Stroke Network Manager
Telehealth Network Manager
Telestroke is the provision of time-critical specialist stroke care to a rural or regional area where specialists are not available on site.
Using an ehealth supported platform, a stroke physician can talk to patients and family and provide a time-critical assessment diagnosis and treatment plan, so where possible, treatment and care can be provided locally.
On 1 November the telestroke usage case was presented and demonstrated live at the eHealth and HealthShare expo. Dr Bill O’Brien (Stroke Director, Central Coast LHD) demonstrated how the technology works, using Sype for Business to review advanced imaging, assess the patient and provide specialist hyperacute stroke advice.
The current project is a partnership between the ACI, eHealth and three LHDs. The project has already shown promising outcomes for patients at the rural sites involved and we are planning a statewide approach.
Trauma Data Report
Acting Manager, Institute of Trauma and Injury Management
The Institute of Trauma and Injury Management (ITIM) annual data report, Major Trauma in NSW: 2016-17. A Report from the NSW Trauma Registry, has been finalised and is now available on the ITIM website.
- There were 3961 major trauma patient admissions
- The average age was 52
- Males were 2.5 times more likely to be injured than females
- The case fatality rate for Injury Severity Score >12 was 10.2%
- Females had a higher case fatality rate (13.2%) compared to males (9%)
- Falls accounted for 44.2% of all major traumas, exceeding transport incidents (37.6%)
- Pedestrian traumas had a significantly higher case fatality rate (17%) than all other forms of road trauma.
Say Less Show More for adults with intellectual disability
Say Less Show More (SLSM) is an initiative seeking to provide additional support to people with intellectual disability, using a series of simple photo stories (visuals) that illustrate what will happen during a visit to the doctor.
The SLSM visuals for adults were featured at an Intellectual Disability Symposium at Ryde Hospital in October 2018. The event showcased the work Ryde Hospital has been doing over the past 18 months to smooth the patient journey for people with intellectual disabilities who come in for an operation.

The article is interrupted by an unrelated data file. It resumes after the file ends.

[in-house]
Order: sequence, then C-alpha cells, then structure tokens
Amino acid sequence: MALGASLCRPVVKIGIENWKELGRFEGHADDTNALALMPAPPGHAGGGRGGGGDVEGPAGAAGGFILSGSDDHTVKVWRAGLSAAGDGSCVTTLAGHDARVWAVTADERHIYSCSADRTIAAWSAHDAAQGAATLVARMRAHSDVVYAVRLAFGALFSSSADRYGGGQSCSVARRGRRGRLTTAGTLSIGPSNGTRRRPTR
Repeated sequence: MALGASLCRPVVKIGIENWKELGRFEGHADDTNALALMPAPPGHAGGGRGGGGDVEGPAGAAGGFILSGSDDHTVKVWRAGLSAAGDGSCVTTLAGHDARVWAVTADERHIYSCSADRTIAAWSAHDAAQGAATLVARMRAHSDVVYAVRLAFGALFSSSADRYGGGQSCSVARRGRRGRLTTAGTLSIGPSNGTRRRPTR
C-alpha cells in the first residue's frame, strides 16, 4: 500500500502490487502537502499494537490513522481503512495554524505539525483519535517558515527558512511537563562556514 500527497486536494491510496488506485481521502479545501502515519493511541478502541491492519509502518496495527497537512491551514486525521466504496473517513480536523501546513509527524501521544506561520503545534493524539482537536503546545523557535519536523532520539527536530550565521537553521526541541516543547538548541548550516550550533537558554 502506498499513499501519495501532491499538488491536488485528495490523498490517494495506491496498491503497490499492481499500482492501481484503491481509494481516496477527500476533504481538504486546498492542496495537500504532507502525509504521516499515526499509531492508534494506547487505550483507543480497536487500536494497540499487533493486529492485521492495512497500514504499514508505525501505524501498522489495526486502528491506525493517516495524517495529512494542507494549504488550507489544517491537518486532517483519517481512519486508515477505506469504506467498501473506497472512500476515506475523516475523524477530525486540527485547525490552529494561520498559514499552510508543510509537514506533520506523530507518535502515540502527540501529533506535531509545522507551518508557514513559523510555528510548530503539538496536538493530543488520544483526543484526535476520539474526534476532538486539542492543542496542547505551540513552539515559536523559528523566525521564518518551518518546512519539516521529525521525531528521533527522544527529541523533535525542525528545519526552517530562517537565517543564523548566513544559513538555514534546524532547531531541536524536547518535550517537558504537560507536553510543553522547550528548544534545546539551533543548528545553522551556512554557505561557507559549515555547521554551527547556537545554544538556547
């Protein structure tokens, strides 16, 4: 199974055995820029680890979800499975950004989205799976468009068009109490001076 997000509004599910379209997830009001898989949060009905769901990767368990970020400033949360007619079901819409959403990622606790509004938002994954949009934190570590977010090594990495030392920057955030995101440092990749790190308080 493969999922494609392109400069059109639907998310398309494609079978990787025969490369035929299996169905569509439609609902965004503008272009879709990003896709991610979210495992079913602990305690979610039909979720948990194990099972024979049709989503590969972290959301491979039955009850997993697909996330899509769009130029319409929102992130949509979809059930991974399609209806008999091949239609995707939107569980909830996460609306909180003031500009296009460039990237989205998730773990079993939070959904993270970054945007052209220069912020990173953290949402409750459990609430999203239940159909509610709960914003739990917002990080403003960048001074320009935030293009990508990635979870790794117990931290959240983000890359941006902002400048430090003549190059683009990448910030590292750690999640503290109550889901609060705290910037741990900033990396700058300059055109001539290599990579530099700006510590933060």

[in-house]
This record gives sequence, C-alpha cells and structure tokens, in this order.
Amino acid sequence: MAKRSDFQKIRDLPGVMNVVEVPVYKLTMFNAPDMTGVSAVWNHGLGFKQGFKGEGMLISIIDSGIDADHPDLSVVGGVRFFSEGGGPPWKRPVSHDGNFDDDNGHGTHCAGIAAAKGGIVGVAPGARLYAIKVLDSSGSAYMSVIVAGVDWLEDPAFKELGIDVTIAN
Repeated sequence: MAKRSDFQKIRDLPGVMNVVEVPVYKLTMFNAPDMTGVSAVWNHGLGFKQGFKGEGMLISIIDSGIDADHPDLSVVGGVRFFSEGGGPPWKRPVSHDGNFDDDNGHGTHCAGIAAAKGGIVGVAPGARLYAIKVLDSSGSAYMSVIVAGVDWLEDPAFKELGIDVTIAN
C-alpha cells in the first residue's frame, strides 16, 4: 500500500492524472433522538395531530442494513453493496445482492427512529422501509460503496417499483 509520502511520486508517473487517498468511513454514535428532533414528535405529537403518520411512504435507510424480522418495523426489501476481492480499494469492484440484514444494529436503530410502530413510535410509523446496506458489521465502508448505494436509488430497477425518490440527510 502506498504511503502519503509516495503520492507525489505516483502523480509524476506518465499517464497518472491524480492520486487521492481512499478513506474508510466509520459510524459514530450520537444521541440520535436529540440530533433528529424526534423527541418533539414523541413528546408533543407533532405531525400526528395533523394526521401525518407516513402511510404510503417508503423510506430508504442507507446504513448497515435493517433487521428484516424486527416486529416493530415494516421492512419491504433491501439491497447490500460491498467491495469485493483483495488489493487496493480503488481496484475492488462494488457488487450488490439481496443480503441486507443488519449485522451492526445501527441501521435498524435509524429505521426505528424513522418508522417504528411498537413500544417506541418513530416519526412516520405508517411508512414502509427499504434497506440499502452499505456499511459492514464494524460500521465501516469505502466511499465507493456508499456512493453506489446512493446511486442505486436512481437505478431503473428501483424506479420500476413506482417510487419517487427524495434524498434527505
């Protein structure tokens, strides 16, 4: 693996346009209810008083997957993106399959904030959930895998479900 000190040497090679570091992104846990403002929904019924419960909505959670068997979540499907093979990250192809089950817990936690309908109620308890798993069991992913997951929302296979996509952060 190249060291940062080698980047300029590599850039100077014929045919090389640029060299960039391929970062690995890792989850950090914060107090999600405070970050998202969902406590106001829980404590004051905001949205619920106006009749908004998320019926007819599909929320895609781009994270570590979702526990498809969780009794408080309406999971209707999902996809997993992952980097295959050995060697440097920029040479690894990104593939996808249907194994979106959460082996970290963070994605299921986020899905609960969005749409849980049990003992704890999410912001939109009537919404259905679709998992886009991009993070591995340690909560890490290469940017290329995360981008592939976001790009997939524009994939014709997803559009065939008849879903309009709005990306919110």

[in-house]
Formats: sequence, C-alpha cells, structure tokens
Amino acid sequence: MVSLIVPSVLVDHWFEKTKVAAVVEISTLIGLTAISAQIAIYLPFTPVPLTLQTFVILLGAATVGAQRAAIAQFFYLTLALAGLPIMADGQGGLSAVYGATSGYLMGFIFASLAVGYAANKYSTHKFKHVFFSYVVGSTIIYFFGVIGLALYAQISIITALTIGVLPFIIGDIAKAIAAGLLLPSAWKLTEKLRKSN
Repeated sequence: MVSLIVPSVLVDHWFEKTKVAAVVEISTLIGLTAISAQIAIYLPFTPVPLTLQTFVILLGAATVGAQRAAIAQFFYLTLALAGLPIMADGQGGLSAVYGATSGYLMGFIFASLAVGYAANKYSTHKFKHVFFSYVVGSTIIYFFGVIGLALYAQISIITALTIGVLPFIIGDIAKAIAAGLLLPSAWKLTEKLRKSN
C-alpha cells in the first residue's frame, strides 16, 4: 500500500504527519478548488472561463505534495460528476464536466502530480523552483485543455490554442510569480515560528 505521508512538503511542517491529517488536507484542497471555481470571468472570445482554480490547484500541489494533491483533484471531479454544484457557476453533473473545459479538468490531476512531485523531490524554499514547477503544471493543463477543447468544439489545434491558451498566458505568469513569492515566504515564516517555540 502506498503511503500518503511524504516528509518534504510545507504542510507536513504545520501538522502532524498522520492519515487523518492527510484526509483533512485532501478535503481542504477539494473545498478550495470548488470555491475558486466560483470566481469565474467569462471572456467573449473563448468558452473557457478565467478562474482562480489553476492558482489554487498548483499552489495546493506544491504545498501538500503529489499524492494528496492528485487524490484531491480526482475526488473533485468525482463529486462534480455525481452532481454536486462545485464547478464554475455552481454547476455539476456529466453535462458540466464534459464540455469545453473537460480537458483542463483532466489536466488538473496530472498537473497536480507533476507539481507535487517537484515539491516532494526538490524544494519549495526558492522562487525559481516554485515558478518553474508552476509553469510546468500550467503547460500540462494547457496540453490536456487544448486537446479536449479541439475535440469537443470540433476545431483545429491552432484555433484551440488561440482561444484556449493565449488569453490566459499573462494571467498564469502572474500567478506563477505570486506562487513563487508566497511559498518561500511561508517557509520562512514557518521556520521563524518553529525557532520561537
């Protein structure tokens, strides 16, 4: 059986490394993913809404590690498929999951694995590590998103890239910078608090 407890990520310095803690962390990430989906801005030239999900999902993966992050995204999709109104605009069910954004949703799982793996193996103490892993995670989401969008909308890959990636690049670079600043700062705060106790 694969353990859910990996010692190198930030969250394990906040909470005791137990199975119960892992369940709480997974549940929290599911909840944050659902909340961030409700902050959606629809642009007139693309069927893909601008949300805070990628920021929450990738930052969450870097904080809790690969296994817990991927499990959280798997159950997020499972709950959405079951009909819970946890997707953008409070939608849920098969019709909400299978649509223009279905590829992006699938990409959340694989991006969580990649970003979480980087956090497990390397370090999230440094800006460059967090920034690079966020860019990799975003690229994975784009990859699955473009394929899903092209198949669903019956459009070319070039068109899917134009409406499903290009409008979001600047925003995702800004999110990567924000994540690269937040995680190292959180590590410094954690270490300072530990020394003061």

The original resource was developed at Children’s Hospital Westmead, then the visuals were updated by Ryde Hospital in partnership with consumers, Lifestart, the Benevolent Society and the ACI Intellectual Disability Health Network. This work was led by Leah Whitton, Nurse Unit Manager Intensive Care Unit at Ryde Hospital, and Brian Bonham, Director of Nursing, and has also involved doctors, nurses, allied health staff, community groups and carers.
The symposium highlighted the difference planning and good communication about a person and their needs can make to their overall hospital experience and their journey home. Theatre staff spoke about their experiences using resources like SLSM.
Say Less Show More is on the ACI website and includes training on how to use the visuals, and tips about how to make the resources meet local needs.
Congratulations to the Centre for Healthcare Redesign
On 22 November the Graduate Certificate (Clinical Redesign) program won the national education award for sustainable healthcare from a competitive field of 13 finalists at Bond University. The Sustainable Healthcare Award recognises pioneers who have developed educational offerings that promote best practice in high value health care. Specifically it recognises evidence-based programs that deliver improved healthcare outcomes, using resources efficiently to ensure this work can continue into the future without accumulating adverse consequences for society or individuals. Senior Bond academics, Gold Coast Hospital executives, Professor Jeffrey Braithwaite, Professor Brian Dolan, various consultancy companies, nationally recognised health service improvement experts and senior medical and nursing staff were present on the night.
The program received high praise on the evening with panel members particularly impressed by the work integrated nature of the program and unique partnership between ACI and the University of Tasmania. With a current research project underway to evaluate the impact of the Graduate Certificate (Clinical Redesign) course on student learning, and patient and organisational outcomes, the evidence of sustainable benefit included in award submission was well received.
- Amelia Giles: Course Coordinator: Centre for Healthcare Redesign, Clinical Innovation, Redesign and Consumer Engagement, ACI
- Dr Pieter Van Dam: Coordinator Professional Honours (Clinical Redesign) School of Medicine College of Health and Medicine, University of Tasmania